Android Trojan Displays Anti-Piracy PSA While Stealing Phone Data
An Android application is masquerading as a malicious program to teach phone owners the perils of downloading pirated software from third-party markets or file-sharing sites.
The offending application touts itself as a nonexistent version of a legitimate application Walk and Text currently available on the Android Market, Symantec researcher Irfan Asrar wrote on the company's Symantec Connect blog on March 30. Walk and Text v. 1.3.7 can be found on several "renowned file-sharing Websites" throughout North America and Asia, he said. Symantec has identified this mobile Trojan as Android.Walkinwat.
The mobile application doesn't take control of the Android device nor does it compromise user data in any permanent way, but it does collect personal information, such as names, phone numbers and IMEI information, Irfan said. The entire purpose of Android.Walkinwat is to catch and embarrass individuals who download pirated Android applications rather than paying for the legitimate version from the Android Market, Asrar said.
Once downloaded, Walkinwat (v1.3.7) collects sensitive personal data as if it's going to send it to an external server. At this point, the user sees a screen that reads "Processing...Cracking..." followed by a dialog box with a scolding message.
"Application Not Licensed. We really hope you learned something from this. Check your phone bill :) Oh and don't forget to buy the App from the Market," reads the message, with a link to the Android Market.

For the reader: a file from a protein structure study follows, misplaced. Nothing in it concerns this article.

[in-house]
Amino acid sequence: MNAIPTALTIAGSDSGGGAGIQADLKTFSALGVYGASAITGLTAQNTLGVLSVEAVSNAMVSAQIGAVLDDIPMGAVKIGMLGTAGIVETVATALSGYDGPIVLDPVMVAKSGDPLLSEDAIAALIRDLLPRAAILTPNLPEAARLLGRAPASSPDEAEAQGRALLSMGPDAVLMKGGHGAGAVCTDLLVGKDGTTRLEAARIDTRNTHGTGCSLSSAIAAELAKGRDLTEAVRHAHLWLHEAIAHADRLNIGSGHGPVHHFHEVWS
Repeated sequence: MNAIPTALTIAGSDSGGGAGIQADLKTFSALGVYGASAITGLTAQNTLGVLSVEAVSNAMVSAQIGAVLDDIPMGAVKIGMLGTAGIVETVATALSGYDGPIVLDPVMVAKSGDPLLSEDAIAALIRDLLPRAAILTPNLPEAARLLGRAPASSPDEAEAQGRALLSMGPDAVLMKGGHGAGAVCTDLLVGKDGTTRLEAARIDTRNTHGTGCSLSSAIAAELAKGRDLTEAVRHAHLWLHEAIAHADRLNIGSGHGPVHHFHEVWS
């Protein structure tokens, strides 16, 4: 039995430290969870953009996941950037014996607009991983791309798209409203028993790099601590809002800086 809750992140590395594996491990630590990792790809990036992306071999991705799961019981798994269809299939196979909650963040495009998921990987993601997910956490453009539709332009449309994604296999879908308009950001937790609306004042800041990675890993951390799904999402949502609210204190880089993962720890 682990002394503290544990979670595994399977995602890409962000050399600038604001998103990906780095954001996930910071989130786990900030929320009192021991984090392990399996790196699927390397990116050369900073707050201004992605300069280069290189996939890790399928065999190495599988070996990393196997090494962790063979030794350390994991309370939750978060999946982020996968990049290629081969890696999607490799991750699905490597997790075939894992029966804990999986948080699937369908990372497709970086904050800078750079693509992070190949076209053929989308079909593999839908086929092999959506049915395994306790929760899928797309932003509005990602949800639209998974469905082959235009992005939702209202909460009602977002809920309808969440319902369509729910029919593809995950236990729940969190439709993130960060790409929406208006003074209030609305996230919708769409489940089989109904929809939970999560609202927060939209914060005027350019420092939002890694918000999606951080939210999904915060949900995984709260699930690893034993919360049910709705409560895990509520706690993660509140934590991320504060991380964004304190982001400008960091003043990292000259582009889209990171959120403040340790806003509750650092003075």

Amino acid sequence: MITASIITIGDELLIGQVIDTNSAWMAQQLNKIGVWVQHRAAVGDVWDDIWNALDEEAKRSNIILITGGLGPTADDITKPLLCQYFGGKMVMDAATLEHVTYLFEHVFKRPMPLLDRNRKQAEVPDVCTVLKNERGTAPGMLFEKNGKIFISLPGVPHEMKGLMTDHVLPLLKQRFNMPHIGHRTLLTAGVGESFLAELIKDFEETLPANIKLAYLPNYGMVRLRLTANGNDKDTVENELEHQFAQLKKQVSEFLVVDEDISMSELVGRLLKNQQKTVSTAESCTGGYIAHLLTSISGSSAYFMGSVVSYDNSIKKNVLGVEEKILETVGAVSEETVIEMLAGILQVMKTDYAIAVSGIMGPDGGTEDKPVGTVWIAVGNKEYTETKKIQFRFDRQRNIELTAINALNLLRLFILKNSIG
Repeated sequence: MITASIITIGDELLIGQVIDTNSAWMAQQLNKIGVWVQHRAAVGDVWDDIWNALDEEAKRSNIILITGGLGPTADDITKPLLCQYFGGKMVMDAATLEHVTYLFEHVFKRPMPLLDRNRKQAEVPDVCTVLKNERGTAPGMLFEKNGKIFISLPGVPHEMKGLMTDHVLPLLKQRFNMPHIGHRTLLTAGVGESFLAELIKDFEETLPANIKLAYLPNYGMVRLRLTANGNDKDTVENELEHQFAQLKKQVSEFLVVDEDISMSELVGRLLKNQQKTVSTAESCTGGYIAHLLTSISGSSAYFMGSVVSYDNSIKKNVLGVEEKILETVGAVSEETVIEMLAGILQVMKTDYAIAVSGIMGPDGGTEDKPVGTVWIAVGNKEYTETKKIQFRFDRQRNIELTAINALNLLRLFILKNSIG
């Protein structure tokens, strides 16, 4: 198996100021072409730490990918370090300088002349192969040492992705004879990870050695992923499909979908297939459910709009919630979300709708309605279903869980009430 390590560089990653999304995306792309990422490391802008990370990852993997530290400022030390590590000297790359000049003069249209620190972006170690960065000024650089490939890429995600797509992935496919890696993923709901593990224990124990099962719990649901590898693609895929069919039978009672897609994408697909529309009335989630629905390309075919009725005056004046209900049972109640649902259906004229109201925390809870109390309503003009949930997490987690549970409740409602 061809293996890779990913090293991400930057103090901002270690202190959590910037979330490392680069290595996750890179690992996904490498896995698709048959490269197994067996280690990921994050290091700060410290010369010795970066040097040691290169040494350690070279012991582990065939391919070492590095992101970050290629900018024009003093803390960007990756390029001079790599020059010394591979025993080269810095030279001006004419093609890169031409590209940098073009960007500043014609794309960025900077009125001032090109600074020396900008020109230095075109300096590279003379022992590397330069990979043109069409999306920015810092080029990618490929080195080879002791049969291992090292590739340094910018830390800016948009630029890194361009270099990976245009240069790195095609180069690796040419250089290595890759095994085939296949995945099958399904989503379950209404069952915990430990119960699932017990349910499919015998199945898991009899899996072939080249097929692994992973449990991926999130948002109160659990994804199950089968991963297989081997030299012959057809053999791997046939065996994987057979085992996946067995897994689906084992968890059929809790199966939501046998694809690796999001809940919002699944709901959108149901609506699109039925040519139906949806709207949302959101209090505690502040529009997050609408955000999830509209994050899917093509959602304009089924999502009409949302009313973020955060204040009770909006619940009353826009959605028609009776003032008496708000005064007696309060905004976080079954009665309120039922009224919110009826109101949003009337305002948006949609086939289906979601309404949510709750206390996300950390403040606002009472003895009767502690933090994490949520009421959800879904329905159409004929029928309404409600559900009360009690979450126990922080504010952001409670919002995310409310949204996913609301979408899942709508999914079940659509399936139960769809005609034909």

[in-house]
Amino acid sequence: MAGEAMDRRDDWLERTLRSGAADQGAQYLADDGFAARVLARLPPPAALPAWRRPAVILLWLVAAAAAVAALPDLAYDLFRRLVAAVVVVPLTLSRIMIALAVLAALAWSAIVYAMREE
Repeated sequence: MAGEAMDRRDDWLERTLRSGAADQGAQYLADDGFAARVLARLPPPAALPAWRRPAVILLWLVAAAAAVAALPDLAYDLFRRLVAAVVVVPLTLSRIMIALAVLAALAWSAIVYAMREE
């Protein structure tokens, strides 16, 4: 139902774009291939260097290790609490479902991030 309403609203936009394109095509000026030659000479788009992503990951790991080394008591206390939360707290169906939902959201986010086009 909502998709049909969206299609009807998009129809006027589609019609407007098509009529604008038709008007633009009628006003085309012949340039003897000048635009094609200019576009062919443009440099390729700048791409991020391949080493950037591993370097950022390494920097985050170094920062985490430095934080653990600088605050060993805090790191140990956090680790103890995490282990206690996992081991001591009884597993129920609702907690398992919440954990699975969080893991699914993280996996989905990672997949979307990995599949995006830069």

The Trojan tries to upload the collected information to an external server, but Symantec researchers were unable to verify whether the data was actually sent each time, John Engels, principle product manager of the Enterprise Mobility at Symantec, told eWEEK. "However, the fact of the matter is that it does try to send this personal information up to a server, and we should assume it's been successful with the uploads," he said.
The application is not done with the user yet, as it then sends everyone in the contacts list an embarrassing SMS message: "Hey, just downloaded a pirated App off Internet, Walk and Text for Android. Im stupid and cheap, it costed only 1 buck. Don't steal like I did!"
Although Symantec discovered this Trojan horse on March 30, it appears to have made an appearance in February. A user posted a download link, MD5 hash of the file and a QD code to download Walk and Text 1.3.6 under a forum thread titled "Walk and Text v1.3.6" on Mobilism, a user-powered database of applications, games, movies and books for all mobile platforms.
Later in the thread, mirror links for v.1.3.7 (which doesn't exist) were posted, but identified by other users as being fraudulent. The Mobilism users seemed to be under the impression that the fake version of Walk and Text also came from Incorporate Apps, the original developers of the real application. It's not clear that's the case, as the developers requested in the same thread that these links be removed and for users to just buy the software legitimately.
Asrar speculated that the application was intentionally spread by the developers to maximize the number of people who see the anti-piracy message or that the developers were trying to undermine the true creators.
Whoever that is, that person has all the phone information of people who've downloaded the Trojan. The implication of that information falling into the wrong hands is a more than little worrying.
"Android.Walkinwat is the first mobile-phone threat discovered in the wild that attempts to discipline users that download files illegally from unauthorized sites," wrote Symantec's Asrar on the blog.
Ironically, the malware developers took steps to ensure Android.Walkinwat can't be pirated. The Trojan employs a routine built into the Licensing Verification Library on the Android platform to help prevent piracy and the developers obfuscated the code, Asrar said.
The latest and legitimate version of Walk and Text on the Android Market is currently v1.5.3.